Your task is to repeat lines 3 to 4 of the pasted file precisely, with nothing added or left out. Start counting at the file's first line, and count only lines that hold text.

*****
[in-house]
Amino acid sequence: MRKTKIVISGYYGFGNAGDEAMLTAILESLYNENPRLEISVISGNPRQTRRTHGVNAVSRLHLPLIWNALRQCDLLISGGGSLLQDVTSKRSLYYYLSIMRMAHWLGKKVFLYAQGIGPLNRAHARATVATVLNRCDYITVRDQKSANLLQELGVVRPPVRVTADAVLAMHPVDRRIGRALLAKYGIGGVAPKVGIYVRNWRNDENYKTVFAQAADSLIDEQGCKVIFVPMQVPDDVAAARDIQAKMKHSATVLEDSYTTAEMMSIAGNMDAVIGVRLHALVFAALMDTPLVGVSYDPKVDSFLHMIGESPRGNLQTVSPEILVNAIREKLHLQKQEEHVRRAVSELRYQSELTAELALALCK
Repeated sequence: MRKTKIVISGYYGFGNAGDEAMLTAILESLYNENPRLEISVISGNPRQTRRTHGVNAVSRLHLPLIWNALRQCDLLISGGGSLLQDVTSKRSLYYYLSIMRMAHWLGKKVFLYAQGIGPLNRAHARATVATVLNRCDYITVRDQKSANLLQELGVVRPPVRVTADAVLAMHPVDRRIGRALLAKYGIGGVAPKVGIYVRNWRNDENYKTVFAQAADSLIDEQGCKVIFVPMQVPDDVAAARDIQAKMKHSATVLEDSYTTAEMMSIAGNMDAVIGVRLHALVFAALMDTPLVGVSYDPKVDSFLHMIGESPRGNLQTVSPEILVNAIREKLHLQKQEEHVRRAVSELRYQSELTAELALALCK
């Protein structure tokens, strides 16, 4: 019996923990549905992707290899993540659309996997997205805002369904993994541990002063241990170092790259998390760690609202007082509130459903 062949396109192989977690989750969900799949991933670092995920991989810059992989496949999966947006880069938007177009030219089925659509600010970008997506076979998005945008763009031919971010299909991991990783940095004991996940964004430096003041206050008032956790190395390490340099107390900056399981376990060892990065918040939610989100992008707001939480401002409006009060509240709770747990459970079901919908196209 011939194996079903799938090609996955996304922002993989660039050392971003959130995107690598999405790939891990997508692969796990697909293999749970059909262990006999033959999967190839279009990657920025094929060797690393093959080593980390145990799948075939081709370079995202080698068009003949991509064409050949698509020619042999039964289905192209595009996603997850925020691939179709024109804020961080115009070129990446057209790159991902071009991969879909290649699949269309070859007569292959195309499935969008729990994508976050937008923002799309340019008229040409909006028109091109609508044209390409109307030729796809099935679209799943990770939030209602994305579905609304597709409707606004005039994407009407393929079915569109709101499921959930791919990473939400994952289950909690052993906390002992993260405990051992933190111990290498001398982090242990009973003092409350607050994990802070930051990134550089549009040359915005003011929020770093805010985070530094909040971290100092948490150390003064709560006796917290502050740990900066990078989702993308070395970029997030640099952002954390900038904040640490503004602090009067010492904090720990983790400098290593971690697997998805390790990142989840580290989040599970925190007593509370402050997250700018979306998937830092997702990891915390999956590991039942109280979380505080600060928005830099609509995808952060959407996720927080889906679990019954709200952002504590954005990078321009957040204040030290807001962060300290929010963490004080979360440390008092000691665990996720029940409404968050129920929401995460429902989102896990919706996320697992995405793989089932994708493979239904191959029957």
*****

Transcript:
Repeated sequence: MRKTKIVISGYYGFGNAGDEAMLTAILESLYNENPRLEISVISGNPRQTRRTHGVNAVSRLHLPLIWNALRQCDLLISGGGSLLQDVTSKRSLYYYLSIMRMAHWLGKKVFLYAQGIGPLNRAHARATVATVLNRCDYITVRDQKSANLLQELGVVRPPVRVTADAVLAMHPVDRRIGRALLAKYGIGGVAPKVGIYVRNWRNDENYKTVFAQAADSLIDEQGCKVIFVPMQVPDDVAAARDIQAKMKHSATVLEDSYTTAEMMSIAGNMDAVIGVRLHALVFAALMDTPLVGVSYDPKVDSFLHMIGESPRGNLQTVSPEILVNAIREKLHLQKQEEHVRRAVSELRYQSELTAELALALCK
């Protein structure tokens, strides 16, 4: 019996923990549905992707290899993540659309996997997205805002369904993994541990002063241990170092790259998390760690609202007082509130459903 062949396109192989977690989750969900799949991933670092995920991989810059992989496949999966947006880069938007177009030219089925659509600010970008997506076979998005945008763009031919971010299909991991990783940095004991996940964004430096003041206050008032956790190395390490340099107390900056399981376990060892990065918040939610989100992008707001939480401002409006009060509240709770747990459970079901919908196209 011939194996079903799938090609996955996304922002993989660039050392971003959130995107690598999405790939891990997508692969796990697909293999749970059909262990006999033959999967190839279009990657920025094929060797690393093959080593980390145990799948075939081709370079995202080698068009003949991509064409050949698509020619042999039964289905192209595009996603997850925020691939179709024109804020961080115009070129990446057209790159991902071009991969879909290649699949269309070859007569292959195309499935969008729990994508976050937008923002799309340019008229040409909006028109091109609508044209390409109307030729796809099935679209799943990770939030209602994305579905609304597709409707606004005039994407009407393929079915569109709101499921959930791919990473939400994952289950909690052993906390002992993260405990051992933190111990290498001398982090242990009973003092409350607050994990802070930051990134550089549009040359915005003011929020770093805010985070530094909040971290100092948490150390003064709560006796917290502050740990900066990078989702993308070395970029997030640099952002954390900038904040640490503004602090009067010492904090720990983790400098290593971690697997998805390790990142989840580290989040599970925190007593509370402050997250700018979306998937830092997702990891915390999956590991039942109280979380505080600060928005830099609509995808952060959407996720927080889906679990019954709200952002504590954005990078321009957040204040030290807001962060300290929010963490004080979360440390008092000691665990996720029940409404968050129920929401995460429902989102896990919706996320697992995405793989089932994708493979239904191959029957």